Good morning Coug fans. Our Washington State Cougars started practice yesterday, which would normally be cause for great excitement. Don’t get me wrong—it still is exciting, and I can’t wait to watch Cougar football this fall. But....it’s just not the same.
So before getting to some words on the first practice of the season, I thought it’d be fun to look back on what happened five years ago today: a double overtime victory over the Oregon Ducks in Eugene.
The Lead Up
Washington State was 2-2 heading into this one, while Oregon was a disappointing 3-2. The Ducks were coming off a National Championship Game appearance and expectations were still high. Vernon Adams was a high-profile FCS transfer, but he was injured for this one. Jeff Lockie (who?) got the nod instead.
Oregon’s wins were against Eastern Washington, Georgia State and Colorado, while its losses came against the Michigan State Spartans and the Utah Utes. WSU lost to Portland State (yuck) and Cal (3rd and 36....), and beat Wyoming and Rutgers.
The Ducks were also wearing special Oregon Trail helmets, and Mike Leach wasn’t impressed:
Mike Leach explains Lewis & Clark and the Oregon Trail
TV MAGIC. Either Washington State Football head coach Mike Leach REALLY knows his stuff, or he played a LOT of Oregon Trail (like the rest of us did...). #WSUvsUO is NEXT on Pac-12 Networks and Pac-12.com/now!Posted by Pac-12 Conference on Saturday, October 10, 2015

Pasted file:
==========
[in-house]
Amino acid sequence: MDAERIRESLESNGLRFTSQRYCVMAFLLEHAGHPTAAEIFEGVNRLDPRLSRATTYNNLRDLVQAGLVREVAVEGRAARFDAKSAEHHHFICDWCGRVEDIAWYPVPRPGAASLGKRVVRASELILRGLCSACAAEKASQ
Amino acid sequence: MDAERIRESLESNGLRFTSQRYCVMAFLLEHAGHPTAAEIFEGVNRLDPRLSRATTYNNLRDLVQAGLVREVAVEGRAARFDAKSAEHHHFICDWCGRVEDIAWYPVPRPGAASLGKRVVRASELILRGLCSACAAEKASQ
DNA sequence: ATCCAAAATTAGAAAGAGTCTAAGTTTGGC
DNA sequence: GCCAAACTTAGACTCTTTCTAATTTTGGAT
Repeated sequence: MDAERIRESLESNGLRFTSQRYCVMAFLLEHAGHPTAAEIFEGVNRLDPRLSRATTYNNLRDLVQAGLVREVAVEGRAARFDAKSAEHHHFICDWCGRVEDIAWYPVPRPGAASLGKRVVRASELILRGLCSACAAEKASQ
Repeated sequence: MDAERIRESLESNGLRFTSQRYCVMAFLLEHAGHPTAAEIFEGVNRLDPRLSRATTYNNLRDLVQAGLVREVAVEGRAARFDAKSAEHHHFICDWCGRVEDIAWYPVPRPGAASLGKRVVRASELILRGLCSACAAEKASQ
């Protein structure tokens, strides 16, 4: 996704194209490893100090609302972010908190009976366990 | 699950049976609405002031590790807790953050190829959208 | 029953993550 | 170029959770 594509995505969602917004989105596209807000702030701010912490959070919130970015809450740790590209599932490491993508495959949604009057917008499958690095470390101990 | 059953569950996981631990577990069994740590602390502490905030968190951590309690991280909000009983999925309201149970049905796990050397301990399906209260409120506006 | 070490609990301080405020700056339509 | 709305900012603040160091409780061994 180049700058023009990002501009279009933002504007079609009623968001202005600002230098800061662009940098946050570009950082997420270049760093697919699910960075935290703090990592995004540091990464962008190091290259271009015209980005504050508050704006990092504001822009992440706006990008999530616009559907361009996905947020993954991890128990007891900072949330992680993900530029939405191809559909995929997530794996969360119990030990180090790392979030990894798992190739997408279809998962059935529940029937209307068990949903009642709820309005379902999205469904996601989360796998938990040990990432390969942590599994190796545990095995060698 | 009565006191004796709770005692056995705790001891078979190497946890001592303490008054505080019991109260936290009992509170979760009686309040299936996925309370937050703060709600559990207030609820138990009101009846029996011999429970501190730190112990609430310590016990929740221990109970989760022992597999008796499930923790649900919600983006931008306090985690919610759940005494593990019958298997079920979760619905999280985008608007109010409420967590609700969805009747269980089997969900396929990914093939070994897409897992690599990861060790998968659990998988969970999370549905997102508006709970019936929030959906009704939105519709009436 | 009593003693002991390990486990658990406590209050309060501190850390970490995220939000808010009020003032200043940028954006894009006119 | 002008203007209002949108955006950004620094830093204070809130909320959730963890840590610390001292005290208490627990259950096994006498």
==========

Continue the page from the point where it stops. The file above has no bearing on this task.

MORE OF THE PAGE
Even with a 3-2 record, Oregon was still Oregon, and we didn’t know a whole lot about this Cougar team yet. But, we soon found out.
WSU struck first when Gabe Marks caught a seven-yard pass from Luke Falk. It was an impressive drive, and for a moment we all said, “Hey, we look pretty good!”
The Ducks scored the next 17 points before Marks caught his second touchdown right before halftime. Tavares Martin Jr. gave WSU a 21-17 lead on a nice screen pass in the third quarter. But two Royce Freeman touchdowns put Oregon up by 10.
Thankfully, the Ducks wouldn’t score again in regulation. WSU got an Erik Powell field goal to get within seven before a clutch late game drive by Falk that ended with a Dom Williams touchdown with a second left.
The Ducks got the ball first and only needed two plays to get to the end zone. Uh-oh. That’s the Oregon offense we’re used to.
WSU took a little longer, but Falk followed his offensive line and into the end zone—barely—on a QB sneak to tie the game. Before that, however, Jamal Morrow picked up a huge first down on 4th-and-2. I’m no officiating expert, but for some reason they had to measure this:
WSU got the ball first in the second overtime, and Falk eventually found River Cracraft on the goal line—when the ball suddenly popped out into the air and into the arms of Robert Lewis. Right place, right time.
So all the Cougs needed to do was keep Oregon out of the end zone and they’d have the upset. The Cougar defense—the first season of the Speed D—rose to the occasion and Shalom Luani picked off a Jeff Lockie pass to seal the deal and gave us this fantastic tweet from the athletic department: